Bell Canada has unveiled what it calls the “fastest mobile data network ever commercialized.”
Dubbed EV-DO (Evolution Data Optimized), this Bell Mobility third generation (3G) wireless network delivers data download speeds of up to 2.4 Mbps, which Bell says is five to seven times faster than anything else currently available in Canada. (Bell’s own 1x network has a maximum throughput of 163Kbps for wireless data downloads).
Subsequent versions, the company says, will surpass that speed – going up to 3.1Mbps. The operating average of EV-DO will be 400 to 700Kbps. Bell says the new network will support the growing trend towards convergence of voice and data streams.
“Our customers expect more from a wireless network than just voice,” said Adel Bazerghi, vice-president of wireless technology at Bell. “We are seeing wireless data starting to pick-up in marketplace.”
Bell is investing $100 million, spread over the next few years, to bring EV-DO to Canadians, according to Jim Jaques, senior vice-president of business marketing and sales at Bell Mobility, “This is the future of wireless. That is why Bell is making this investment.” Jaques said EV-DO gives Bell a decisive advantage over GSM players.
At least one Canadian analyst believes this is a significant investment for Bell.
The move from an EDGE network to EV-DO is a big leap, according to Eddie Chan, research analyst, mobile, personal computing and technology at IDC Canada in Toronto. “Look at mobility and what is going on with the Wi-Fi, WLAN and WAN space. It is finally becoming more of a broadband transport [channel].”
He said data intensive devices – such as notebooks – when connected to the network require considerable bandwidth for Web surfing, and the fatter the pipe, the [richer] the experience.
Chan’s says EV-DO looks like a solid solution. “If you are on the road looking for connectivity it is impressive and next to Wi-Fi, it is pretty good.”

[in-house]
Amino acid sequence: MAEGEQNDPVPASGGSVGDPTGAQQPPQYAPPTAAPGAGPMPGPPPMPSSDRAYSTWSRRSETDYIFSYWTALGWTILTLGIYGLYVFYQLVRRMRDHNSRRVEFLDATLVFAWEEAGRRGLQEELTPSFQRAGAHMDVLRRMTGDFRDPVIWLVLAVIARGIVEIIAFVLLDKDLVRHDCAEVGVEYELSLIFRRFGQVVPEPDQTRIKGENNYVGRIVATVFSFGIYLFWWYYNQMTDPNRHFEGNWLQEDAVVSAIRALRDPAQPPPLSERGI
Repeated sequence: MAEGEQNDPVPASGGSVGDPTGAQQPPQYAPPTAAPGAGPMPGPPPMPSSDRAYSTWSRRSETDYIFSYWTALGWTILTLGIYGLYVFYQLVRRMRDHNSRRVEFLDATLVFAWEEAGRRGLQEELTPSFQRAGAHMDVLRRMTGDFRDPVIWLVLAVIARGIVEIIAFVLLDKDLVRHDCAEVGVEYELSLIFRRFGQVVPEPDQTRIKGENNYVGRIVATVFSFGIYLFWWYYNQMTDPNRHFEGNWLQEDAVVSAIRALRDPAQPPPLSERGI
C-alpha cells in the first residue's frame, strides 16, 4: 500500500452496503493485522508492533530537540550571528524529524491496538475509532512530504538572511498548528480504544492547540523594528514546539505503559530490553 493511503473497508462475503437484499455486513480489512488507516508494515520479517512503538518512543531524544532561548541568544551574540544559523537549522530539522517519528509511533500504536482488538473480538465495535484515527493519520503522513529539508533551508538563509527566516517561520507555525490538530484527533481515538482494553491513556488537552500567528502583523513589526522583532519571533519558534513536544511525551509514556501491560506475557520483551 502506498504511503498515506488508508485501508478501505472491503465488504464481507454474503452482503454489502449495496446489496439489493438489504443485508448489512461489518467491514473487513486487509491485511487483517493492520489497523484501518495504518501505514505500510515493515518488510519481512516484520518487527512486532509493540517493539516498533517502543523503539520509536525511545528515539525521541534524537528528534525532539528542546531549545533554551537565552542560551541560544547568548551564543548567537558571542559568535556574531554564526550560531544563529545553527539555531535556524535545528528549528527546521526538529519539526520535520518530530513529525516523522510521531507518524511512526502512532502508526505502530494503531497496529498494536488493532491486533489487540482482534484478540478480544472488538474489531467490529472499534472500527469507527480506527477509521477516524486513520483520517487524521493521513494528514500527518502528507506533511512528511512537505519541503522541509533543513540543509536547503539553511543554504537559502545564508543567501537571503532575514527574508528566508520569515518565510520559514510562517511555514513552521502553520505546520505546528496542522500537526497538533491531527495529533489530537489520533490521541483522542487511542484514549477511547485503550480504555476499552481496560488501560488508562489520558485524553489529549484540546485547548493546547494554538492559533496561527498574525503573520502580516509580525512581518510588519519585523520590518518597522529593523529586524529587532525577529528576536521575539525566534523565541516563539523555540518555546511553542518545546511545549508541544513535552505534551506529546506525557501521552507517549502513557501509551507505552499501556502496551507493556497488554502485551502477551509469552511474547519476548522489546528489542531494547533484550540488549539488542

Bell’s EV-DO announcement follows news that Ericsson Canada Inc. and Rogers Communications Inc. have teamed to run trials of their own 3G high-speed downlink packet access (HSDPA) network. The peak download for HSDPA is said to be up to 14 Mbps. However, Chan said users would probably not get those types of speeds with HSDPA when it launches in 2006.
Bell also announced a series of devices to support its new EV-DO wireless network.
These include a Kycoera Passport – an EV-DO wireless card that gives users broadband access to corporate applications, e-mail, VPNs and browsers. The cost of the card is $99 with a 36-month contract with Bell Canada. Jaques said the cost of the Kyocera card is actually cheaper than the wireless cards for the 1x network.
Also introduced is the new BlackBerry 7130e, an EV-DO enabled device for both data and voice that will be available by the end of this year. As well, Bell has partnered with Samsung Electronics Canada to bring the Samsung a920, the first mobile phone to have EV-DO. It will also have streaming video capability and a built-in MP3 player.
The new Bell EV-DO network already has its first customer. Jaques said the Peel Regional Police would be using the network in 300 of its cruisers. Potential early adopters, he said, would include companies with mobile workers.
The EV-DO network is available now in the Greater Toronto Area and Montreal. Jaques expects ubiquitous EV-DO coverage for the rest of Canada to be a reality by the end of 2007.